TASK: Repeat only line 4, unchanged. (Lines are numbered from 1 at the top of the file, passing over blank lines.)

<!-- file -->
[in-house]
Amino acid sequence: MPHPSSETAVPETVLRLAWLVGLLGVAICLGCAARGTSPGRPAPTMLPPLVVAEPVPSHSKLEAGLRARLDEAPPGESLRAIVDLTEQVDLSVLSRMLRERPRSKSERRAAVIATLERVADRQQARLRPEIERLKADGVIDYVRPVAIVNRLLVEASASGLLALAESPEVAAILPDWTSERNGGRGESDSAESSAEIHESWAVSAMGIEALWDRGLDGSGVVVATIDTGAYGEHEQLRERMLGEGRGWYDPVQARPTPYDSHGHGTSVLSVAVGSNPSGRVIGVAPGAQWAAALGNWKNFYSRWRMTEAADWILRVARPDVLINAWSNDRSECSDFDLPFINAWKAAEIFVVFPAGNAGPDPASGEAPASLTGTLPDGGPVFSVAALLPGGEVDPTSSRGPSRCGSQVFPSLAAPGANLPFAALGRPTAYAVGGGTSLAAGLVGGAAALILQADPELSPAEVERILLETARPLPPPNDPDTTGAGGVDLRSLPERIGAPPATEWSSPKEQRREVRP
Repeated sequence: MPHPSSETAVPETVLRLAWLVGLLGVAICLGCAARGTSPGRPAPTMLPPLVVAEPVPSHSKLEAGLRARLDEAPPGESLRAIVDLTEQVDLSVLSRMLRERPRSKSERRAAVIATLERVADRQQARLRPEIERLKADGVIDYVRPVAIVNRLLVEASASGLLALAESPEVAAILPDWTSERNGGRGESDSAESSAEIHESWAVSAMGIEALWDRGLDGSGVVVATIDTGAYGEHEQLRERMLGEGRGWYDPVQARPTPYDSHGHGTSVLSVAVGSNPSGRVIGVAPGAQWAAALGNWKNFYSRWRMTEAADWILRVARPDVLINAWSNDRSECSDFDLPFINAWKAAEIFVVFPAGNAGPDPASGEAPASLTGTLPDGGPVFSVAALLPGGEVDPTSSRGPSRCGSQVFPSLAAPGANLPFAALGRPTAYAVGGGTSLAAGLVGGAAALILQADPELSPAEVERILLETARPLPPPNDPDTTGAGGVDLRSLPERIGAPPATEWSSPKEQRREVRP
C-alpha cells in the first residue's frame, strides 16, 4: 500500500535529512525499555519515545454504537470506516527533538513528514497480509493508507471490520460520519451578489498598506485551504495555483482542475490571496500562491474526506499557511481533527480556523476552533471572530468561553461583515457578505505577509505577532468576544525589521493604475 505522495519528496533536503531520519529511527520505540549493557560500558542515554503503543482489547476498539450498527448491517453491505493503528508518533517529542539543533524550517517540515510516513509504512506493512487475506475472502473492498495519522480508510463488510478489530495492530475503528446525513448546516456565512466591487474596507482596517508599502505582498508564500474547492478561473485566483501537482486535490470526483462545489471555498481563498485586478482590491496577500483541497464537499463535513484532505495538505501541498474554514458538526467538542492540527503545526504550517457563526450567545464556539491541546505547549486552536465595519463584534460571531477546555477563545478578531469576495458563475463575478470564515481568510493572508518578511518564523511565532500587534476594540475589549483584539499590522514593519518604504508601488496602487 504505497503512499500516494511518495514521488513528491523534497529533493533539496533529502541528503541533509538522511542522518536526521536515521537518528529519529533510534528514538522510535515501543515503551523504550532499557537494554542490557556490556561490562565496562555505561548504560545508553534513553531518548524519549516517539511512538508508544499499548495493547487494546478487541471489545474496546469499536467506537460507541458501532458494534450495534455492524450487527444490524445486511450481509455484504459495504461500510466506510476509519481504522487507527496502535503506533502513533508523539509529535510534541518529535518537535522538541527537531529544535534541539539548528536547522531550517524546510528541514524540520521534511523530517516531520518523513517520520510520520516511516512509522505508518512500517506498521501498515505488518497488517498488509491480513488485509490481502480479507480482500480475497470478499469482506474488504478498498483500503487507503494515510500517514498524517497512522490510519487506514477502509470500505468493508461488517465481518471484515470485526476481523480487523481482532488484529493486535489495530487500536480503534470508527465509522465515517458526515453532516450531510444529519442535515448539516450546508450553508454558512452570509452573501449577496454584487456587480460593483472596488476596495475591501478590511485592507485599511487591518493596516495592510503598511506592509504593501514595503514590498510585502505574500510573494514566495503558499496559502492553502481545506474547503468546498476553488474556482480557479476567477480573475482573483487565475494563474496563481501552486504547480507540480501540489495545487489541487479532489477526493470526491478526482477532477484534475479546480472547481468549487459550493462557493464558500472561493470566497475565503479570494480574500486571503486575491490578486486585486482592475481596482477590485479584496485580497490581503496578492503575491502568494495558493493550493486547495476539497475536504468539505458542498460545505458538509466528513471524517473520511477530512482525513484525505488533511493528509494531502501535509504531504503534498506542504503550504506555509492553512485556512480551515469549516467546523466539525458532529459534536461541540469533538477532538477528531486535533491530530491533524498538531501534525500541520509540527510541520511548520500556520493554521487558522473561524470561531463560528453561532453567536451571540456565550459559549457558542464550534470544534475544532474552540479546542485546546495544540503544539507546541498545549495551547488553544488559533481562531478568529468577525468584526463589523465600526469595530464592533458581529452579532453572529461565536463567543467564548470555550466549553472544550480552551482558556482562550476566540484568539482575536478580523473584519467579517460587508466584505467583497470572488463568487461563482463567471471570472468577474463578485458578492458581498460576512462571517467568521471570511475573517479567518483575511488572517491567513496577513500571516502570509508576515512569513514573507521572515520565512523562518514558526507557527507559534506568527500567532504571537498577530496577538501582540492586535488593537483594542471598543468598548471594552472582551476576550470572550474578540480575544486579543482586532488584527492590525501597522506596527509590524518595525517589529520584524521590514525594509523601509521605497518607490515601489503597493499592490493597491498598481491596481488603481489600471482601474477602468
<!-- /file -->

C-alpha cells in the first residue's frame, strides 16, 4: 500500500535529512525499555519515545454504537470506516527533538513528514497480509493508507471490520460520519451578489498598506485551504495555483482542475490571496500562491474526506499557511481533527480556523476552533471572530468561553461583515457578505505577509505577532468576544525589521493604475 505522495519528496533536503531520519529511527520505540549493557560500558542515554503503543482489547476498539450498527448491517453491505493503528508518533517529542539543533524550517517540515510516513509504512506493512487475506475472502473492498495519522480508510463488510478489530495492530475503528446525513448546516456565512466591487474596507482596517508599502505582498508564500474547492478561473485566483501537482486535490470526483462545489471555498481563498485586478482590491496577500483541497464537499463535513484532505495538505501541498474554514458538526467538542492540527503545526504550517457563526450567545464556539491541546505547549486552536465595519463584534460571531477546555477563545478578531469576495458563475463575478470564515481568510493572508518578511518564523511565532500587534476594540475589549483584539499590522514593519518604504508601488496602487 504505497503512499500516494511518495514521488513528491523534497529533493533539496533529502541528503541533509538522511542522518536526521536515521537518528529519529533510534528514538522510535515501543515503551523504550532499557537494554542490557556490556561490562565496562555505561548504560545508553534513553531518548524519549516517539511512538508508544499499548495493547487494546478487541471489545474496546469499536467506537460507541458501532458494534450495534455492524450487527444490524445486511450481509455484504459495504461500510466506510476509519481504522487507527496502535503506533502513533508523539509529535510534541518529535518537535522538541527537531529544535534541539539548528536547522531550517524546510528541514524540520521534511523530517516531520518523513517520520510520520516511516512509522505508518512500517506498521501498515505488518497488517498488509491480513488485509490481502480479507480482500480475497470478499469482506474488504478498498483500503487507503494515510500517514498524517497512522490510519487506514477502509470500505468493508461488517465481518471484515470485526476481523480487523481482532488484529493486535489495530487500536480503534470508527465509522465515517458526515453532516450531510444529519442535515448539516450546508450553508454558512452570509452573501449577496454584487456587480460593483472596488476596495475591501478590511485592507485599511487591518493596516495592510503598511506592509504593501514595503514590498510585502505574500510573494514566495503558499496559502492553502481545506474547503468546498476553488474556482480557479476567477480573475482573483487565475494563474496563481501552486504547480507540480501540489495545487489541487479532489477526493470526491478526482477532477484534475479546480472547481468549487459550493462557493464558500472561493470566497475565503479570494480574500486571503486575491490578486486585486482592475481596482477590485479584496485580497490581503496578492503575491502568494495558493493550493486547495476539497475536504468539505458542498460545505458538509466528513471524517473520511477530512482525513484525505488533511493528509494531502501535509504531504503534498506542504503550504506555509492553512485556512480551515469549516467546523466539525458532529459534536461541540469533538477532538477528531486535533491530530491533524498538531501534525500541520509540527510541520511548520500556520493554521487558522473561524470561531463560528453561532453567536451571540456565550459559549457558542464550534470544534475544532474552540479546542485546546495544540503544539507546541498545549495551547488553544488559533481562531478568529468577525468584526463589523465600526469595530464592533458581529452579532453572529461565536463567543467564548470555550466549553472544550480552551482558556482562550476566540484568539482575536478580523473584519467579517460587508466584505467583497470572488463568487461563482463567471471570472468577474463578485458578492458581498460576512462571517467568521471570511475573517479567518483575511488572517491567513496577513500571516502570509508576515512569513514573507521572515520565512523562518514558526507557527507559534506568527500567532504571537498577530496577538501582540492586535488593537483594542471598543468598548471594552472582551476576550470572550474578540480575544486579543482586532488584527492590525501597522506596527509590524518595525517589529520584524521590514525594509523601509521605497518607490515601489503597493499592490493597491498598481491596481488603481489600471482601474477602468